I was originally planning on leaving them like this, but I didn’t like how the legs didn’t automatically stop at their correct angle, or how there was nothing preventing them from slipping out completely.
So next came in the trey. For this I recommend using whatever thickness of plywood you have scrap of. I had some 3/4” but 1/2” would also work fine. After ripping it down at the table saw, I used a speed square to guide my jigsaw and cut out the corners which will go around the 2×4 legs.
Next I changed the holding orientation in my SuperJaws so that I could attach a small front lip to the front edge. This lip will drop down over the bottom brace when the saw horses are deployed and not only make the legs stop at the correct angle every time, but also stop them from slipping open when you don’t want them to.
These are also attached with a small hinge.
Now lets add a top board that will not only expand the foot print for setting material on, but also give us material to clamp to and put in a way to carry it.
For this board you only want to attach it to the base, on one side or the horses won’t be foldable any more. I recommend countersinking these so that the head is below surface and a passing blade won’t hit it.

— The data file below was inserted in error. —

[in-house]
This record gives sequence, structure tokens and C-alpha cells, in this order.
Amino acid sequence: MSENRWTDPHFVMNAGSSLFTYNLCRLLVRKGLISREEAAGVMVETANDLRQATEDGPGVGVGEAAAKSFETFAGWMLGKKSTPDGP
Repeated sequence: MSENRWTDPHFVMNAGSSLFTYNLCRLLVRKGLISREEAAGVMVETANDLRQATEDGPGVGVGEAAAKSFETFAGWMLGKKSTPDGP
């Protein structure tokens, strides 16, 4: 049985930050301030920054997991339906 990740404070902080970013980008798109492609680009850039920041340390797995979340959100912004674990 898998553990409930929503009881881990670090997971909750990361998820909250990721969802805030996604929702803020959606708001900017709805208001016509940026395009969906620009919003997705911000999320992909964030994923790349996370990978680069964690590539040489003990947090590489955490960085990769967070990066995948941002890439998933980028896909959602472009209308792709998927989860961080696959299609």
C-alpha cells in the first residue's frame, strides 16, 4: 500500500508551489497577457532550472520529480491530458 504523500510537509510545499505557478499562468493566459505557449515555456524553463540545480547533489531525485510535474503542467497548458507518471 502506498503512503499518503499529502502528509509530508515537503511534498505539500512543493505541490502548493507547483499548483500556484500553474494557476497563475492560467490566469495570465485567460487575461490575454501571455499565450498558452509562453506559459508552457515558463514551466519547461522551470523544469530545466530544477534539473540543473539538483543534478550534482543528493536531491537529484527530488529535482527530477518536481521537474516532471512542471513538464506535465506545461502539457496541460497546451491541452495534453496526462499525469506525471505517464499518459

To make a handle, I cheat and typically tear one off a cardboard 6 pack then trace it in the center. Once I punched a hole with a drill bit, I finished the cut with a jigsaw.
And that’s it! Easy, cheap, but sturdy. You pick up the tray to start the folding action, then drop it to lock the legs into place. And you can see I actually did a jump test on these and they didn’t even budge.
Moving on to design number 2. This is another folding option but in a different direction.
These can be used for holding regular stock material but where I feel like they thrive at is large sheet items since you can adjust the angle of each horse to be as wide or narrow as you need it.
These are almost mostly made from 2x material but also has some scrap ply involved. Working off the cut list I made, I started by cutting all the parts needed for a pair. There are a lot of repeated lengths so I folded out the wings on my DIY miter saw stand, then used a Bessey clamp and a scrap piece of wood to create different stop blocks.
Next I adjusted the stop block to cut the sheet good down into squares. Since all these triangles are the same, I used a few pieces of tape to group them all together and cut them all at the same time at the bandsaw. These will be the gussets or braces for the connection at the feet to the legs.
Next I repeated to add on the gusset. Again, if you will want to break down your horses in the future then skip the wood glue. But if you plan to leave them assembled, then add wood glue.
Ok, and that’s the legs done….all six of them. So now to join them together.